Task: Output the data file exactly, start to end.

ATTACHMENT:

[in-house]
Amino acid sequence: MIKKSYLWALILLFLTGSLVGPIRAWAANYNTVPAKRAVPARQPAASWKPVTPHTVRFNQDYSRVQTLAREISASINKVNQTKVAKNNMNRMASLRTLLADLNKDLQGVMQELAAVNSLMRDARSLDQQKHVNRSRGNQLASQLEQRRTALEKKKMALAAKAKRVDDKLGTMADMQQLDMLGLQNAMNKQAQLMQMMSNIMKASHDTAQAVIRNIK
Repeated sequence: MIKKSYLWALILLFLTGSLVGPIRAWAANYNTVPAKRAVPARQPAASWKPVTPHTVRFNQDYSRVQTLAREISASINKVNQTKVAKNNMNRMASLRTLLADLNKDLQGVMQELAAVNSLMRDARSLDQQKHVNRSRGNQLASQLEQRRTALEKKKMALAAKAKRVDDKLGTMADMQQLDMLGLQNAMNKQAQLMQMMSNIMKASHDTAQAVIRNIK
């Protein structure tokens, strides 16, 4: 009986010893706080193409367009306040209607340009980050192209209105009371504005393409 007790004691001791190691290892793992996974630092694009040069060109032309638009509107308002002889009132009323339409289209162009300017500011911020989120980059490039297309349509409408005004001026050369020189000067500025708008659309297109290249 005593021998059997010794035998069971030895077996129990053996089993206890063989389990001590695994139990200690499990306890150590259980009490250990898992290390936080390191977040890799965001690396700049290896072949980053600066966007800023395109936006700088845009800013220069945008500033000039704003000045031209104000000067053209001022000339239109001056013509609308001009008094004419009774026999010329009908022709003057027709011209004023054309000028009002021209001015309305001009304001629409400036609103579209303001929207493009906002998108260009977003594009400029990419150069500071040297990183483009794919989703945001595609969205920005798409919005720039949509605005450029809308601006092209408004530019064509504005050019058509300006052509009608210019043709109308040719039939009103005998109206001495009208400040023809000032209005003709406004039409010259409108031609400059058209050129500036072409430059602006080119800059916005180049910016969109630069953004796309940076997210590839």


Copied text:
[in-house]
Amino acid sequence: MIKKSYLWALILLFLTGSLVGPIRAWAANYNTVPAKRAVPARQPAASWKPVTPHTVRFNQDYSRVQTLAREISASINKVNQTKVAKNNMNRMASLRTLLADLNKDLQGVMQELAAVNSLMRDARSLDQQKHVNRSRGNQLASQLEQRRTALEKKKMALAAKAKRVDDKLGTMADMQQLDMLGLQNAMNKQAQLMQMMSNIMKASHDTAQAVIRNIK
Repeated sequence: MIKKSYLWALILLFLTGSLVGPIRAWAANYNTVPAKRAVPARQPAASWKPVTPHTVRFNQDYSRVQTLAREISASINKVNQTKVAKNNMNRMASLRTLLADLNKDLQGVMQELAAVNSLMRDARSLDQQKHVNRSRGNQLASQLEQRRTALEKKKMALAAKAKRVDDKLGTMADMQQLDMLGLQNAMNKQAQLMQMMSNIMKASHDTAQAVIRNIK
């Protein structure tokens, strides 16, 4: 009986010893706080193409367009306040209607340009980050192209209105009371504005393409 007790004691001791190691290892793992996974630092694009040069060109032309638009509107308002002889009132009323339409289209162009300017500011911020989120980059490039297309349509409408005004001026050369020189000067500025708008659309297109290249 005593021998059997010794035998069971030895077996129990053996089993206890063989389990001590695994139990200690499990306890150590259980009490250990898992290390936080390191977040890799965001690396700049290896072949980053600066966007800023395109936006700088845009800013220069945008500033000039704003000045031209104000000067053209001022000339239109001056013509609308001009008094004419009774026999010329009908022709003057027709011209004023054309000028009002021209001015309305001009304001629409400036609103579209303001929207493009906002998108260009977003594009400029990419150069500071040297990183483009794919989703945001595609969205920005798409919005720039949509605005450029809308601006092209408004530019064509504005050019058509300006052509009608210019043709109308040719039939009103005998109206001495009208400040023809000032209005003709406004039409010259409108031609400059058209050129500036072409430059602006080119800059916005180049910016969109630069953004796309940076997210590839």